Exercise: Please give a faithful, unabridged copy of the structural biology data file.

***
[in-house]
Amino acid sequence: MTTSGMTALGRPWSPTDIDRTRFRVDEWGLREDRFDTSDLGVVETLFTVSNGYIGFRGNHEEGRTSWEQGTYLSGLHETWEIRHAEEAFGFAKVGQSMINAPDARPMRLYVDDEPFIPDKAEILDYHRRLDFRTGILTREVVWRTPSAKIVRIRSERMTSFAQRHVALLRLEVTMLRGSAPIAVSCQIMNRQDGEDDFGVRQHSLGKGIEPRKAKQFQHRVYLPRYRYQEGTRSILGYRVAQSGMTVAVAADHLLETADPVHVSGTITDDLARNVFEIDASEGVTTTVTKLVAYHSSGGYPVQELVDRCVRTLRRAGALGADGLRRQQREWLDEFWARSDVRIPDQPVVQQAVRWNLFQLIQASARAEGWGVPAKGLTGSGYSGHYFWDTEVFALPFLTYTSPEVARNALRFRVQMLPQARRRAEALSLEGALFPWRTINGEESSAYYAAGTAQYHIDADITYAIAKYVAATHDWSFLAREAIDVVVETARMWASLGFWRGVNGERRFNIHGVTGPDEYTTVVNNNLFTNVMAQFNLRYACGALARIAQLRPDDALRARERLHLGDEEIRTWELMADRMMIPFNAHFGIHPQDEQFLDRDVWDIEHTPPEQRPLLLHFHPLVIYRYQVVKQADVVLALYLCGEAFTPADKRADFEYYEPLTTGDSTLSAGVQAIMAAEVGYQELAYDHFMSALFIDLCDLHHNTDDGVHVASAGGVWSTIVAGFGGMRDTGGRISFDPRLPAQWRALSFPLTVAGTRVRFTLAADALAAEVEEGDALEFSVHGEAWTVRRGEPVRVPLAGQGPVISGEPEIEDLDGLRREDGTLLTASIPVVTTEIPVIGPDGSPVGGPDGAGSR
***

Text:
[in-house]
Amino acid sequence: MTTSGMTALGRPWSPTDIDRTRFRVDEWGLREDRFDTSDLGVVETLFTVSNGYIGFRGNHEEGRTSWEQGTYLSGLHETWEIRHAEEAFGFAKVGQSMINAPDARPMRLYVDDEPFIPDKAEILDYHRRLDFRTGILTREVVWRTPSAKIVRIRSERMTSFAQRHVALLRLEVTMLRGSAPIAVSCQIMNRQDGEDDFGVRQHSLGKGIEPRKAKQFQHRVYLPRYRYQEGTRSILGYRVAQSGMTVAVAADHLLETADPVHVSGTITDDLARNVFEIDASEGVTTTVTKLVAYHSSGGYPVQELVDRCVRTLRRAGALGADGLRRQQREWLDEFWARSDVRIPDQPVVQQAVRWNLFQLIQASARAEGWGVPAKGLTGSGYSGHYFWDTEVFALPFLTYTSPEVARNALRFRVQMLPQARRRAEALSLEGALFPWRTINGEESSAYYAAGTAQYHIDADITYAIAKYVAATHDWSFLAREAIDVVVETARMWASLGFWRGVNGERRFNIHGVTGPDEYTTVVNNNLFTNVMAQFNLRYACGALARIAQLRPDDALRARERLHLGDEEIRTWELMADRMMIPFNAHFGIHPQDEQFLDRDVWDIEHTPPEQRPLLLHFHPLVIYRYQVVKQADVVLALYLCGEAFTPADKRADFEYYEPLTTGDSTLSAGVQAIMAAEVGYQELAYDHFMSALFIDLCDLHHNTDDGVHVASAGGVWSTIVAGFGGMRDTGGRISFDPRLPAQWRALSFPLTVAGTRVRFTLAADALAAEVEEGDALEFSVHGEAWTVRRGEPVRVPLAGQGPVISGEPEIEDLDGLRREDGTLLTASIPVVTTEIPVIGPDGSPVGGPDGAGSR